• FIG. 3 is a data flow diagram depicting one manner in which user-selected attributes might be filtered. In one embodiment, the graphical User Interface [340] or GUI is the worksheet [103], though it might alternatively or additionally be understood to be a CAD interface, or any other interface through which a user might specify data related to an architectural project. Through the User Interface [340], the user selects the design information representing all possible input choices, such as user input text, user selected choices from the drop down menus related to one or more of the pieces of data stored in the database [350], which might be the shared database [113], the user database [114], or some other database, as appropriate for the particular embodiment of the invention. This text is associated with unique identifiers that are stored in the Memory 310 and the unique identifiers are compared with the information in the database [350]. This comparison provides the basis for filtering choices by the Filter 320 that will appear on the user's Display as the user continues on a Worksheet [103].
  • FIG. 4 is a block diagram of an embodiment of the present invention. Any Project Data 410 input into the system, whether related to design or other project aspects, such as using a project status input form, and from user text, user selections or imported from other digital forms, is stored in the Memory 310 and assembled with or without data from the Database [350], to generate one or more outputs, including, Specification documents [116], CAD Documents [110] (also referred to as Drawings, or Details), Schedule documents [111], Project Status Report 420 or an Industry standard Format Report 430, such as XML, or Industry Foundation Class tags, needed for contractors and maintenance persons to search.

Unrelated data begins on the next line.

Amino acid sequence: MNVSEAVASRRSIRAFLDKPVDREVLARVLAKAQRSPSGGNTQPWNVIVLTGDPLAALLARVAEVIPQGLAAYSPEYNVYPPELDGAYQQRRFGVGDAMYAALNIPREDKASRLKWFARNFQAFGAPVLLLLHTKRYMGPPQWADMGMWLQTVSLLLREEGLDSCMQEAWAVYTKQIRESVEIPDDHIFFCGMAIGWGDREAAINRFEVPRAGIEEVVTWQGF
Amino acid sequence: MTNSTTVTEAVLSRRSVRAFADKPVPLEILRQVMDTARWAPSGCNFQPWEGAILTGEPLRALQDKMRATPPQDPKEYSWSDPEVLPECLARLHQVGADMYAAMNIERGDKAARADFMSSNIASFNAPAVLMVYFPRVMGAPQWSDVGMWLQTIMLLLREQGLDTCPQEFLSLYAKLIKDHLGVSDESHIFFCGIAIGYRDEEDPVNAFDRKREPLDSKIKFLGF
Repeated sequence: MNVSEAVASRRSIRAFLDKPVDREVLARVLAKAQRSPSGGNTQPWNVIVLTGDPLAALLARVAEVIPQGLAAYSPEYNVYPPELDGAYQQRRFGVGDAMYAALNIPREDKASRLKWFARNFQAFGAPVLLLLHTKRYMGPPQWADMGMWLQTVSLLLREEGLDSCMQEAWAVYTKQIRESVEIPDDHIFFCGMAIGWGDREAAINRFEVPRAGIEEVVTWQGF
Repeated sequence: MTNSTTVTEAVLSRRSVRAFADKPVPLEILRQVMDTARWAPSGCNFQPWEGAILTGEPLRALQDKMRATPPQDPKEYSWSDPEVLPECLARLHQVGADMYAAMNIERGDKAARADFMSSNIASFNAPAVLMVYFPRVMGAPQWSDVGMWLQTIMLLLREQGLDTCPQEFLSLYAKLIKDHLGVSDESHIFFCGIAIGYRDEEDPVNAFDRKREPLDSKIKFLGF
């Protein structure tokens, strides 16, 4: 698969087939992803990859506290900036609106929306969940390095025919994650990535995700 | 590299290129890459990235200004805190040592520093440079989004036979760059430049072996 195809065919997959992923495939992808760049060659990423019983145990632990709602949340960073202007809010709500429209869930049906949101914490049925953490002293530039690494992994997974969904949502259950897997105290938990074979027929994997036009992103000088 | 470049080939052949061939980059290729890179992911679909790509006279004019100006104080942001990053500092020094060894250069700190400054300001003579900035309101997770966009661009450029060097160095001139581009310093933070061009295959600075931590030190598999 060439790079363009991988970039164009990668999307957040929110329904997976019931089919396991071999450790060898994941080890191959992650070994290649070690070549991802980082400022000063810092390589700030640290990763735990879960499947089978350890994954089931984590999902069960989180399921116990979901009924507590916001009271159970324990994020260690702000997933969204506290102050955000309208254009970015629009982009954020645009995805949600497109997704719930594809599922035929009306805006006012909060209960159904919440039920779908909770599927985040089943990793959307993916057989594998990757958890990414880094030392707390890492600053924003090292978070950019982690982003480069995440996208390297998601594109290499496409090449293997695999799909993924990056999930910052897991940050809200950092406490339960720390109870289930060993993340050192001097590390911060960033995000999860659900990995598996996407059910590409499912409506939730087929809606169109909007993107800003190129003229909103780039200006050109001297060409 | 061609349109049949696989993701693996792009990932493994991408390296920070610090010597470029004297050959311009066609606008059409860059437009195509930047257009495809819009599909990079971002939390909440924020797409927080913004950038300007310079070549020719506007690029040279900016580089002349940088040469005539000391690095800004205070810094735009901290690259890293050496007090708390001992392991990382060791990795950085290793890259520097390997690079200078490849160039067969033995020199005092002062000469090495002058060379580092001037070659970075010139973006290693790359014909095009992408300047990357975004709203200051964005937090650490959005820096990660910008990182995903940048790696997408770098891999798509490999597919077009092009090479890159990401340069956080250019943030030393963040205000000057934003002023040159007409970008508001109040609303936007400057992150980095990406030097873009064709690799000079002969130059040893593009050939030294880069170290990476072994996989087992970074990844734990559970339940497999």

• FIG. 5 shows more of a breakdown of the data input that makes up Project Data 410 as shown in FIG. 3 in that each Division 510 comprises data combined from several Worksheets [103], and in turn, the combination of Divisions makes up Project Data 410. This may include any imported, rather than input data.
  • The data selected and stored in the User Database [114] might be automatically associated with the appropriate aspects of the contract document and assembled into the aspects when requested. Each Worksheet [103] may have all or most types of associations. For example, text may be associated for use only in a Schedule, in a Schedule and a Specification, or only in a Specification. Text may be used to select CAD parts or a CAD template. Additionally, text that is associated for use in the Schedule or Specification may also be used to select CAD parts or CAD templates. In another embodiment, text that is associated for use in the Schedule or Specification may also be used to select product attributes for catalogue and manufacturer selection.